Baron fears for Rugby World Cup 2015
July 15, 2011
Former chief executive Francis Baron has heaped pressure on the under-fire RFU © Getty Images
Former Rugby Football Union chief executive Francis Baron believes the current turmoil engulfing the governing body could threaten England's hosting of the 2015 Rugby World Cup.
Martyn Thomas quit as chairman on Sunday after the findings of a review into John Steele's nine-month stint as chief executive were reported to the RFU council. High Court judge Jeff Blackett, the RFU's chief disciplinary officer, led the investigation into how the RFU was governed during Steele's brief tenure that came to a dramatic end last month.
Blackett's findings came down strongly on Thomas, and his 52-page report called on the chairman and eight of nine non-executive board members to stand down immediately. Thomas, who remains as acting chief executive, warned he could take legal action if the report was published. Although that threat is now believed to have been lifted, the RFU could yet lose another senior figure with Blackett understood to be considering his position.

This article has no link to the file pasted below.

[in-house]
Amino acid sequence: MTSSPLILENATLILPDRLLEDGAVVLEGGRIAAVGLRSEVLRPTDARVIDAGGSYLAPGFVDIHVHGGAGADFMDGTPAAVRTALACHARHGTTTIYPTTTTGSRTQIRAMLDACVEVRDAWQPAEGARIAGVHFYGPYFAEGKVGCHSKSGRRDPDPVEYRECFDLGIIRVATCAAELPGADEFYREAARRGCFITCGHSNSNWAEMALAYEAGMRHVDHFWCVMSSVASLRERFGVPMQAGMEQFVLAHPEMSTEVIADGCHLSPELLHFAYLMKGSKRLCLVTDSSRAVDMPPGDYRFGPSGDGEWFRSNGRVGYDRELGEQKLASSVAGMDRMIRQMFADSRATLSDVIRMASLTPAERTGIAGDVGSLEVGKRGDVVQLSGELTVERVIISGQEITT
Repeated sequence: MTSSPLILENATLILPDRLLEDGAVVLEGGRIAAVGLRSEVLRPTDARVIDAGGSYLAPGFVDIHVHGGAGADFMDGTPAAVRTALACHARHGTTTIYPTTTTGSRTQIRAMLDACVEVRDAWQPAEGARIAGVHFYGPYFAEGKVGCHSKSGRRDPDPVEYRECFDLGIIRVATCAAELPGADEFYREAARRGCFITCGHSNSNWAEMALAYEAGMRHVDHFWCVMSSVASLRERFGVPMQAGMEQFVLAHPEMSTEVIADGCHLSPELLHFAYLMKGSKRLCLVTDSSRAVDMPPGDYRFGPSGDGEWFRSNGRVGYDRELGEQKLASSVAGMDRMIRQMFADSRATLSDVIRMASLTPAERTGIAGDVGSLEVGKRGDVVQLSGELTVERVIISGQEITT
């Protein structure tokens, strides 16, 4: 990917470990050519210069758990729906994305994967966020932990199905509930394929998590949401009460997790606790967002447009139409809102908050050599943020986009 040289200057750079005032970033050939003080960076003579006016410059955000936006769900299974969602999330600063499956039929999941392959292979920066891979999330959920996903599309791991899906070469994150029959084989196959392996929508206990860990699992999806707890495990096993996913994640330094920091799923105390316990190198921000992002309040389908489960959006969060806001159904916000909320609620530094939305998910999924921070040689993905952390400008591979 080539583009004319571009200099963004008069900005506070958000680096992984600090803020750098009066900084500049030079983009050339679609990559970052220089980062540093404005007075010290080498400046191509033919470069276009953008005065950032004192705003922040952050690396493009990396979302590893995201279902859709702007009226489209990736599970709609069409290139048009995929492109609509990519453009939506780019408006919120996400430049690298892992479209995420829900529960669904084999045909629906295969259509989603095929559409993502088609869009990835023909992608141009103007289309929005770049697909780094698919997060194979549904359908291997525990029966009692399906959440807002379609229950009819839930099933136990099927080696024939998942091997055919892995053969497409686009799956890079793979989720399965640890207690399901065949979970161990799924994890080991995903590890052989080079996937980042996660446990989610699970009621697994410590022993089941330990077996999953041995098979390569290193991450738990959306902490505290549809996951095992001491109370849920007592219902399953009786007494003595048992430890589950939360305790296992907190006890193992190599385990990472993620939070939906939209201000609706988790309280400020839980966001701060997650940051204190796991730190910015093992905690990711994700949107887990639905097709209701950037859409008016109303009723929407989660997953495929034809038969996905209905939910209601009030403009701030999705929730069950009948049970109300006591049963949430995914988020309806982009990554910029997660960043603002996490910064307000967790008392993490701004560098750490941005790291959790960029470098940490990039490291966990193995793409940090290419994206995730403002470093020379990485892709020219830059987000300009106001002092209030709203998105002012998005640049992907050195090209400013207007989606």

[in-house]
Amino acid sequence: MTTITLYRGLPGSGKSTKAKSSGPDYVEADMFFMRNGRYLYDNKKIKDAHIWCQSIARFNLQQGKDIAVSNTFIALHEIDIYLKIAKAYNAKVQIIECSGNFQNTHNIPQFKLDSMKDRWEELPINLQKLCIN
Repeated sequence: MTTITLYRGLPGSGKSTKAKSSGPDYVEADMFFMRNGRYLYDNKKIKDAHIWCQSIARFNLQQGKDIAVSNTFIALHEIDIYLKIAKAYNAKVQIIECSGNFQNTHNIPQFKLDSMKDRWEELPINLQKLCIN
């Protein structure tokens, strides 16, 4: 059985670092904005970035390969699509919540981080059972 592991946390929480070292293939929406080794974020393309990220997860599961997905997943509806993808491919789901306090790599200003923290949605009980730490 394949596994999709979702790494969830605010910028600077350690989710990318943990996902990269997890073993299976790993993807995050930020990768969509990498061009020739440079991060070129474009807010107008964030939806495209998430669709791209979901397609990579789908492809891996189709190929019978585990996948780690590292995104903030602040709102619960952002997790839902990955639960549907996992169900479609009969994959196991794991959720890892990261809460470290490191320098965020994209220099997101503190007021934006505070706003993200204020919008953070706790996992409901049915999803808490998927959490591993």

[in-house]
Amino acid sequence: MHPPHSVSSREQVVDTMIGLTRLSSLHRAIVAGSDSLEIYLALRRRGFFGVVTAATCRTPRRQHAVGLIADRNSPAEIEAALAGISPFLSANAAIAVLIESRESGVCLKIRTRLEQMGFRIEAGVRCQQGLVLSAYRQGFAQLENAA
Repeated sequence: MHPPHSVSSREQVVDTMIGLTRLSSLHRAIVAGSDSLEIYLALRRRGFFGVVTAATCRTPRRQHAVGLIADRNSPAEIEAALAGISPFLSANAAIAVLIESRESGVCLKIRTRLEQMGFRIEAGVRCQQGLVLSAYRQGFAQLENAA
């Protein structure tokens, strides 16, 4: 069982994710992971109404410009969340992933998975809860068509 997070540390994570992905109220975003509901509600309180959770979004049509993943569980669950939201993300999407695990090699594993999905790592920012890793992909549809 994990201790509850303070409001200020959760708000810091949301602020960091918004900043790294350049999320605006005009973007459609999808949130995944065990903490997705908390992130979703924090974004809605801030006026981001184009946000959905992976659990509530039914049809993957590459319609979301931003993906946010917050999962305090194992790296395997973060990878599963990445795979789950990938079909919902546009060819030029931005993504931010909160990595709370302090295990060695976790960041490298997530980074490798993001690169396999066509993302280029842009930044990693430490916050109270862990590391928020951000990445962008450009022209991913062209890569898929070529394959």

Baron, who served as chief executive between 1998 and 2010, has heaped further woe on the RFU by suggesting that the international community may become increasingly concerned. "[The Rugby World Cup in] 2015 is so important for rugby in England," he told BBC Radio 5Live. "It's a great honour to host the World Cup and I'm delighted that, on my watch, we were able to secure that right.
"What is worrying me now is what the IRB [International Rugby Board] is thinking about and the other major unions in the world are thinking about when it appears the RFU can't even manage its own business.
"My worry is that they're starting to say, 'Can we risk the RFU managing the World Cup in 2015?' And that would be absolutely horrendous for the game. That's why it is so important that we move quickly and decisively. The Blackett report has to be published, the recommendations have to be implemented."
The IRB is understood to be reluctant to get involved in what it sees as an internal affair but Baron has been horrified by the events of the past week. "What I am really concerned about is that, through the threats of legal action, the chairman and the board [of the RFU] seem to have been able to get a report that they commissioned suppressed because they didn't like its conclusions. That is unprecedented."
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